Will an Emboldened Syria Attack Israel?

Russia's presence in Syria has given the strongman Assad the confidence to act with more strength

Bashar Al Assad and Vladimir Putin.

Bashar al-Assad and Vladimir Putin. Wikipedia

The most worrisome byproduct of Russia’s involvement in Syria is that Russia’s very presence has emboldened dictator Bashar Al Assad.

Russia now occupies a prominent place at the center of the theater of Syrian operations. That presence has given the strongman the confidence to act with more strength. Assad is now confident enough to admit that the situation enveloping his country and devastating his countrymen is dangerous. He is saying things that he would never dare to utter until now.

The worry is, that because of this new-found arrogance, Assad may attacking Israel. The attack would be retaliation for Israel’s most recent missile strike at an air force base just outside of Damascus. Israel’s “alleged” strike is the proper diplomatic term, because true to form, Israel has neither confirmed nor denied this attack or any of their operations. This policy is in place especially for situations like this-strikes at sensitive targets in Syria. This target was just west of Damascus, more specifically, a base housing weapons of mass destruction that Syria planned to hand off to Hezbollah.

Israel generally does not take sides in the Syrian conflict. When Israel does conduct a strike in either Lebanon or Syria it is for one of two reasons. Either to stop the transfer of weapons that could change the balance of power in the region or to stop activity that would allow Hezbollah to significantly improve their weapons cache. Destroying WMDs on their way to Hezbollah falls into both categories. Weapons of mass destruction in the possession of Hezbollah would not only alter the status of Hezbollah, it would alter the regional playing field. And so, allegedly, Israel launched a successful missile attack.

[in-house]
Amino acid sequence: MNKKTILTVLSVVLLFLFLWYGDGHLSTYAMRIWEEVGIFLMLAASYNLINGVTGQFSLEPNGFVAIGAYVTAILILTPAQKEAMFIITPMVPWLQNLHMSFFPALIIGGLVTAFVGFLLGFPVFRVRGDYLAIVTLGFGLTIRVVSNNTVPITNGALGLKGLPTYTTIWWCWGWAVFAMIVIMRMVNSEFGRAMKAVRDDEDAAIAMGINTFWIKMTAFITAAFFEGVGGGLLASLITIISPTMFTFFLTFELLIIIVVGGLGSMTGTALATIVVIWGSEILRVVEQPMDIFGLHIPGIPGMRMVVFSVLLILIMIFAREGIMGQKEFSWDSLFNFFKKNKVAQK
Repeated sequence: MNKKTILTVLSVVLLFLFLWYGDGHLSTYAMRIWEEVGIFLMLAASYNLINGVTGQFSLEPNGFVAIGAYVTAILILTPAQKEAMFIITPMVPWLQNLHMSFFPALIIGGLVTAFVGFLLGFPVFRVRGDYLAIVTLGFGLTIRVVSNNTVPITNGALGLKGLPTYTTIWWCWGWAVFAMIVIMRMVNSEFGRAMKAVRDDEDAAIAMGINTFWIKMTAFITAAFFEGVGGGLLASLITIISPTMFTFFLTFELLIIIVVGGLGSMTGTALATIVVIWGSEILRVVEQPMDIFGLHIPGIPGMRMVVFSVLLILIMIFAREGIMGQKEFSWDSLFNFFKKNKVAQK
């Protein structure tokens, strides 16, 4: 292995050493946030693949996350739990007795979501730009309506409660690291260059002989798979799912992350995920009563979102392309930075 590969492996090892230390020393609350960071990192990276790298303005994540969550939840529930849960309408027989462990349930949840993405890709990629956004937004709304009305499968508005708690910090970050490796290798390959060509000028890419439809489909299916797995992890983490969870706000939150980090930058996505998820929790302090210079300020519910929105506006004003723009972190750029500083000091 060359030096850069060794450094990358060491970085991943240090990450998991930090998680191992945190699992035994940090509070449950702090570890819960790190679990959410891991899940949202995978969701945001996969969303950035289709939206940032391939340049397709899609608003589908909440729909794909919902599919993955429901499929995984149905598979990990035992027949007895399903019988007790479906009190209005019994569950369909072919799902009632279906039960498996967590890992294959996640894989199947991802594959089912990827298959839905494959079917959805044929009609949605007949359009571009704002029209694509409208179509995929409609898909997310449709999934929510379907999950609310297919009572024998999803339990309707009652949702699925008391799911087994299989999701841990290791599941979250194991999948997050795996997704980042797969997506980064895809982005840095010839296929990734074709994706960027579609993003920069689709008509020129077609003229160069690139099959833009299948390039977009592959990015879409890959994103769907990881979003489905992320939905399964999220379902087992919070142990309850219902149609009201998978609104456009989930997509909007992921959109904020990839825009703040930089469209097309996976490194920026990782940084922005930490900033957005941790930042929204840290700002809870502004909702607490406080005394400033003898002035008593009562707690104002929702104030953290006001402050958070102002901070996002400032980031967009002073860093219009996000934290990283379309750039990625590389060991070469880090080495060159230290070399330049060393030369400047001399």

Damascus and Assad could have ignored the attack—as they have done in the past. Or the military could have reported the attack to the press as an “accidental explosion.” But this time Syria publicly responded; Syria media reported the attack as surface-to-surface missiles shot from Israel into Syria.

Perhaps Assad was calling Israel out, using the attack and his statement about it as a public relations device. The official reports might be paving the way for the Syrian president to justify his actions when, according to his own timetable, he strikes Israel. On the flip side, Israel’s non-committal policy could be a vehicle to allow Assad to save face.

Some people might ask why Israel used these surface-to-surface missiles when their cost is three to four times more than an ordinary missile fired from a fighter jet.  They both achieve the same goal. This, too, involves Russia. Russia has moved their S-300 and S-400 anti-aircraft weapons into place. These are highly sophisticated defensive weapons. Had Israel simply sent their fighter jets, it is possible that the Russians would have locked on to them. Surface-to-surface missiles can safely be shot from Israel into Syria, literally flying under the radar. Standard Israeli Jets would have been spotted and the Russians may well have passed that information to the Syrians in time for them to scatter and avoid being destroyed.

Syria knows Russia has not given them carte blanche to act against Israel. Assad is free to deal with the rebels as he sees fit. In other areas, he needs to tread more carefully.

Russia wants to avoid direct conflict with Israel. However, Russia-especially military officers in the field-might be very interested in determining Israel’s preparedness in case of attack. Israel’s readiness would certainly be measured if Syria and/or Hezbollah were to attack.

Some kind of Syrian retaliation is in the planning stages. And political leadership in the Kremlin might need plausible deniability, just like they had in March of 2015 after Russian MiGs locked on to Israeli jets.  At that time Putin explained it away telling Netanyahu that Moscow had no idea that such tensions were in the air.

And Syria is probably counting on the help of Hezbollah when they do attack Israel.  Israel is certainly preparing for that eventuality. The big question is not when, where or how. The big question is with the help of Russia or without. Will the Syrian attack on Israel be sanctioned by Russia or aided by Russia or even planned by Russia.

Let’s hope that the answer to these questions is a resounding NO.

Will an Emboldened Syria Attack Israel?